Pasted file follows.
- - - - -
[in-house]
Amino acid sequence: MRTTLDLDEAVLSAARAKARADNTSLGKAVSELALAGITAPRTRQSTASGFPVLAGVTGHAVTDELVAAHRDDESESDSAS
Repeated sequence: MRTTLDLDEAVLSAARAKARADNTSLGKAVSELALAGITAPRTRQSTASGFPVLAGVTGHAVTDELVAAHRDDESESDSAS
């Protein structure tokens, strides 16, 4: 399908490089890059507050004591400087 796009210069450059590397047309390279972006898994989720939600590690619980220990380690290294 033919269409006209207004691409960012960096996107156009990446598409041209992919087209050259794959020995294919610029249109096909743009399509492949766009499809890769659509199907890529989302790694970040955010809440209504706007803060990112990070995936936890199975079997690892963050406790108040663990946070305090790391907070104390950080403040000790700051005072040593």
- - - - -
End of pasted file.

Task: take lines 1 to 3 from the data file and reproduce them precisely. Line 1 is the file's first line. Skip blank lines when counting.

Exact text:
[in-house]
Amino acid sequence: MRTTLDLDEAVLSAARAKARADNTSLGKAVSELALAGITAPRTRQSTASGFPVLAGVTGHAVTDELVAAHRDDESESDSAS
Repeated sequence: MRTTLDLDEAVLSAARAKARADNTSLGKAVSELALAGITAPRTRQSTASGFPVLAGVTGHAVTDELVAAHRDDESESDSAS